Russia blocks UN effort to treat climate as security threat
Russia on Monday blocked a UN Security Council draft resolution that moved to define climate change as a threat to international peace, AP reports.
Why it matters: The proposal, co-sponsored by Ireland and Niger, would have called for factoring information on climate-related security implications into plans "regarding conflicts, peacekeeping efforts and political decisions," per AP.
- While 12 of the 15-member council voted in favor of the measure, veto-wielding Russia's negative vote blocked the measure.
- American Ambassador Linda Thomas-Greenfield criticized Russia's move to stop the measure, saying the country "has let the world down, and there is no justification for taking this action."
The backdrop: Earlier this year, the Biden administration released a sweeping set of assessments on climate change's threat to national security and its role in fueling migration.
- The assessments outlined several main risks to U.S. national security interests through 2040, including geopolitical tension as countries address climate change and its effects.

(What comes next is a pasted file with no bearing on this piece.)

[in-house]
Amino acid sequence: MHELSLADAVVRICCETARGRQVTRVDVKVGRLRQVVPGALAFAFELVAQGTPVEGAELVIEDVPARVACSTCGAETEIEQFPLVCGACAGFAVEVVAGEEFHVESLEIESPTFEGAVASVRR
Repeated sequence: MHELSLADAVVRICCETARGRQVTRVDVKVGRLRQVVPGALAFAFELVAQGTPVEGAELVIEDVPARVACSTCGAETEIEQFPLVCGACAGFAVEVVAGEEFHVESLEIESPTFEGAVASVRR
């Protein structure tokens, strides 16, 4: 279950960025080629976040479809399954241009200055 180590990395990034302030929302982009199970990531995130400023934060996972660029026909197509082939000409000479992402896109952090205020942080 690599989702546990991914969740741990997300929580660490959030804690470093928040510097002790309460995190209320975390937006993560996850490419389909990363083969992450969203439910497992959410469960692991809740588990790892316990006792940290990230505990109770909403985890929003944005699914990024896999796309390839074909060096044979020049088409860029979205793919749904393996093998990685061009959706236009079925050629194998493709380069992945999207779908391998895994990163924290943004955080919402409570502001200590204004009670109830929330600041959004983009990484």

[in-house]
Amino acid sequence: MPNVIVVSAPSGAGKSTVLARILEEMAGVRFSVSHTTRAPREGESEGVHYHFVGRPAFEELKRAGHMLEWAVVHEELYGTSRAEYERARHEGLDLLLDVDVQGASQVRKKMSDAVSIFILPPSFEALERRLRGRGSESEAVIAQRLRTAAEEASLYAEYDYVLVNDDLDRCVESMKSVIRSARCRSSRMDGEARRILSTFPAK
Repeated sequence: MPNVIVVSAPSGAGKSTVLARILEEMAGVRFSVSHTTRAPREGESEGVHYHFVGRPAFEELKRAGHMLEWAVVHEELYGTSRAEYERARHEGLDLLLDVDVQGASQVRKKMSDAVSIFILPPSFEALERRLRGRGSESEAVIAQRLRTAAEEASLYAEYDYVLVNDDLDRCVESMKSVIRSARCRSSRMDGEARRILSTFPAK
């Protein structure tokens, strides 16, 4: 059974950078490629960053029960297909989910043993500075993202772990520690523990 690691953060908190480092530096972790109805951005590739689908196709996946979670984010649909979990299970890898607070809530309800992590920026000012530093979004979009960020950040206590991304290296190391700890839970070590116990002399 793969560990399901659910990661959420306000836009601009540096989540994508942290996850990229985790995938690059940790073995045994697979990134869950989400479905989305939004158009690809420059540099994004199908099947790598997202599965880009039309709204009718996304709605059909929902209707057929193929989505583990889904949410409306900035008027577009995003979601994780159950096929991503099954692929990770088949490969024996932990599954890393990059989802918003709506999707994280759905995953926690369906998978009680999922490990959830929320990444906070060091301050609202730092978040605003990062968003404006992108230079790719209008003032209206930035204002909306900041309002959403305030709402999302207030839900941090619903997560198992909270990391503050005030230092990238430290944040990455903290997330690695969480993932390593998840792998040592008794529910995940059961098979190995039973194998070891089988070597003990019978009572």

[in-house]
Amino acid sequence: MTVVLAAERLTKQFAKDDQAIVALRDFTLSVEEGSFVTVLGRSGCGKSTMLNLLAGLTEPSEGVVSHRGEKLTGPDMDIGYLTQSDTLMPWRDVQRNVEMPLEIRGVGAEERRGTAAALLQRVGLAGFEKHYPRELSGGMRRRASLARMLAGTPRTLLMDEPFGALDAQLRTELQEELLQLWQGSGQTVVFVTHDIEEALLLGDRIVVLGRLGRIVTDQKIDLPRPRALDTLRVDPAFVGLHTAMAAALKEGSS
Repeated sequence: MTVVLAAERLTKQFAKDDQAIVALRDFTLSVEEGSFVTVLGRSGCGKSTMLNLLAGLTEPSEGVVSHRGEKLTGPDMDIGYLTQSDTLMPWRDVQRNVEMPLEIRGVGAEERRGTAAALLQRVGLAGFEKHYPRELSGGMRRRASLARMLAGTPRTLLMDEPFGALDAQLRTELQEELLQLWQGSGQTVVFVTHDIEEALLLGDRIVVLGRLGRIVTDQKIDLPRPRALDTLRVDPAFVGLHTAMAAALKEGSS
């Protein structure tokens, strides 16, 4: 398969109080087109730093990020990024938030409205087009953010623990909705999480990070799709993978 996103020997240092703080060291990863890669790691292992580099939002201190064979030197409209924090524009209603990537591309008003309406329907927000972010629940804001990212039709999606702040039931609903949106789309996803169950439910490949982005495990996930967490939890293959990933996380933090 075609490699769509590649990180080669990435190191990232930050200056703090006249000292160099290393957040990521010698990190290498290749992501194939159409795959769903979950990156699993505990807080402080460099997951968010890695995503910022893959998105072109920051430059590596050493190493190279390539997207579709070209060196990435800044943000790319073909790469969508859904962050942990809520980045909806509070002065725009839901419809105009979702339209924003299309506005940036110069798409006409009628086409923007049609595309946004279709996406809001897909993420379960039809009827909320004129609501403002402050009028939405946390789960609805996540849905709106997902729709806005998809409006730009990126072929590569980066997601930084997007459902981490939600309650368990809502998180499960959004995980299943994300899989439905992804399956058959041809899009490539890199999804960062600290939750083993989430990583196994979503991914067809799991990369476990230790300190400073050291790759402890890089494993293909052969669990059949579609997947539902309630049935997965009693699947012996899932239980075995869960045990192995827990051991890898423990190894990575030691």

- The security council has discussed climate-related security implications since 2007, according to AP, and the General Assembly declared itself "deeply concerned" about the issue in a 2009 resolution.
What they're saying: "The proposed document was coercing the Council to take a one-dimensional approach to conflicts and threats to international peace and security," Russia's UN Mission said in a statement.
- "It was a generic proposal to establish this automatic link while neglecting all other aspects of situations in countries in conflict or countries lagging behind in their socio-economic development."